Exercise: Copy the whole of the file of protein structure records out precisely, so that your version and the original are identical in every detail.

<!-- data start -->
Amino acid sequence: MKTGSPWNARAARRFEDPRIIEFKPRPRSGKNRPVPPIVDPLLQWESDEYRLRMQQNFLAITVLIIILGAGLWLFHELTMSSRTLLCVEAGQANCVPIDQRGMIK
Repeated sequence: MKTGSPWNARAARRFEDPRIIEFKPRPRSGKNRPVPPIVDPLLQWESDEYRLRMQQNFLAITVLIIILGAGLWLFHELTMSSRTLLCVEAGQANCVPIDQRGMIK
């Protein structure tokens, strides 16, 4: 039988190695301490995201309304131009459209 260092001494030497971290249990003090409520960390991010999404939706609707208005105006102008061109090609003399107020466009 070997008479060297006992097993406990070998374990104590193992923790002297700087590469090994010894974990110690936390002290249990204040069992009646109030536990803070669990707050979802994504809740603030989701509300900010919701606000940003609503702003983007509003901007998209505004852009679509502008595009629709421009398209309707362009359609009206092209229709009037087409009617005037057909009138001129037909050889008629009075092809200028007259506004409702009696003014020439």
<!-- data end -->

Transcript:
Amino acid sequence: MKTGSPWNARAARRFEDPRIIEFKPRPRSGKNRPVPPIVDPLLQWESDEYRLRMQQNFLAITVLIIILGAGLWLFHELTMSSRTLLCVEAGQANCVPIDQRGMIK
Repeated sequence: MKTGSPWNARAARRFEDPRIIEFKPRPRSGKNRPVPPIVDPLLQWESDEYRLRMQQNFLAITVLIIILGAGLWLFHELTMSSRTLLCVEAGQANCVPIDQRGMIK
């Protein structure tokens, strides 16, 4: 039988190695301490995201309304131009459209 260092001494030497971290249990003090409520960390991010999404939706609707208005105006102008061109090609003399107020466009 070997008479060297006992097993406990070998374990104590193992923790002297700087590469090994010894974990110690936390002290249990204040069992009646109030536990803070669990707050979802994504809740603030989701509300900010919701606000940003609503702003983007509003901007998209505004852009679509502008595009629709421009398209309707362009359609009206092209229709009037087409009617005037057909009138001129037909050889008629009075092809200028007259506004409702009696003014020439």